Featured Researcher: Ralston Barnes – Bristol Myers Squibb

Ralston Barnes, PhD

Ralston Barnes, PhD

Scientific Director of Transgenic Discovery, Discovery Biotherapeutics Bristol Myers Squibb

Redwood City


Ralston Barnes is the scientific director of the Transgenic Discovery group in Discovery Biotherapeutics at Redwood City. Ralston has over 20 years of experience with molecular and transgenic technologies. He leads a team that leverages cutting-edge genome engineering to develop genetic models that support therapeutic programs and drug discovery across research and early development.


Ralston is an expert in antibody discovery platform development, expertise that drives his group’s strategy and creation of novel antibody platform technologies to support new therapies for oncology, immunology and cardiovascular indication areas. The group also leads the development of novel genetic models to assess preclinical mechanistic or physiological studies for all therapeutic areas.


Ralston’s responsibilities include co-leading the team that researches genetically engineered preclinical models, evaluating external biotherapeutics and antibody technologies, and leading antibody drug conjugate preclinical programs within the tumor microenvironment portfolio aimed at leveraging new mechanisms of action to address unmet needs in oncology.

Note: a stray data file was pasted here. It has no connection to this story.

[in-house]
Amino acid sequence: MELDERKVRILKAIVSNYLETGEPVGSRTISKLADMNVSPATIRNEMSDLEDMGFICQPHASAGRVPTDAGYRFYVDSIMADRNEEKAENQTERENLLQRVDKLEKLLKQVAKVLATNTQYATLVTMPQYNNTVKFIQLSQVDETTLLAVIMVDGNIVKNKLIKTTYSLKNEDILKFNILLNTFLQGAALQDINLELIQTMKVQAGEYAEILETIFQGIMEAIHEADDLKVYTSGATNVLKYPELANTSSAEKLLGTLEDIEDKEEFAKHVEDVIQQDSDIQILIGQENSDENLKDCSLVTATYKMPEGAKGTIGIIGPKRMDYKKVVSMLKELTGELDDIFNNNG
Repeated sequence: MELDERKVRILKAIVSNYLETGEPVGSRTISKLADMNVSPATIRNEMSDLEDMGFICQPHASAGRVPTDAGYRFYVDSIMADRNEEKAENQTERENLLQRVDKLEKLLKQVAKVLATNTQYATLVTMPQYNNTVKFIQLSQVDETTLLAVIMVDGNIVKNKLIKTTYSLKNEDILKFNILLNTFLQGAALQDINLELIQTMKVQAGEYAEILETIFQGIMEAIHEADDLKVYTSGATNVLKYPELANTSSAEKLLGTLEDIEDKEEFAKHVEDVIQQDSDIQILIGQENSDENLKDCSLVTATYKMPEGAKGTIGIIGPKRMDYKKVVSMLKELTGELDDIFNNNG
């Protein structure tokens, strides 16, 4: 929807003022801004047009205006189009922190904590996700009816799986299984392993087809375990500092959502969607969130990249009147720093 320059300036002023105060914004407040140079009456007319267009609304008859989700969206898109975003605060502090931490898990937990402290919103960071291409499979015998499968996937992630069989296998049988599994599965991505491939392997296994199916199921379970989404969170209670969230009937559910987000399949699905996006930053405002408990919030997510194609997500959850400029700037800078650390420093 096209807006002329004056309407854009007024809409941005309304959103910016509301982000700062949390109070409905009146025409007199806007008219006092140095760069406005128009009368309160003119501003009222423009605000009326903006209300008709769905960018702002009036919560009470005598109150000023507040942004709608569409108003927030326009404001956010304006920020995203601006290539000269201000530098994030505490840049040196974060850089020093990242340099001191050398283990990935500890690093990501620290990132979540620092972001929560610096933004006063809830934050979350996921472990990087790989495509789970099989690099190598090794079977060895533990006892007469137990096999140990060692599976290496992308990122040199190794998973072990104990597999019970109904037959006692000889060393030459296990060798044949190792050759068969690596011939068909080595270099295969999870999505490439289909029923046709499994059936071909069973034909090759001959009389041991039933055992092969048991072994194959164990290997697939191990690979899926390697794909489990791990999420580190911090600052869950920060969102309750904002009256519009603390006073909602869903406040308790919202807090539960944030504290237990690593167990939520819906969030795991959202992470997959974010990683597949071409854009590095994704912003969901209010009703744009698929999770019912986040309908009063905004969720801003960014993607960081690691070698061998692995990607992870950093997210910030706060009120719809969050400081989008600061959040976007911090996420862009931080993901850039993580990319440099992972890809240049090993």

Prior to this role, Ralston was a scientist at Bristol Myers Squibb for three years leading technology development for antibody binder discovery and co-leading external partnerships with Massachusetts Institute of Technology (MIT) and Massachusetts General Hospital to discovery advances in influenza, the HIV vaccine and therapeutic development. Ralston received his PhD from Indiana University where he studied molecular mechanisms of congenital heart disease and was a recipient of the American Heart Association predoctoral fellowship. Ralston then completed postdoctoral training at the University of California San Francisco (UCSF) where he expanded his research areas to include translational research to discover the genetic mechanism of Intractable Diarrhea of Infancy Syndrome, a severe gastrointestinal disease. Ralston is the author of one patent and various articles for 20 peer-reviewed publications.

Interests and Expertise

Ralston’s interest in biology began at a young age and as an undergrad, he decided to pursue a research career in the life sciences. Initial scientific interests were focused on developmental biology. Particularly, in understanding the mechanisms that lead to proper organogenesis and how those mechanisms are compromised in genetically defined congenital disease of the heart. A deep interest in supporting translational research and drug discovery evolved over time and following the loss of his grandparents to cancer. Ralston is enthusiastic about contributing to the development of life-changing medicines for patients and supporting multiple therapeutic areas. Outside of the lab, Ralston is a fan of winter sports and can often be found curling, skiing, and snowshoeing in the Sierras.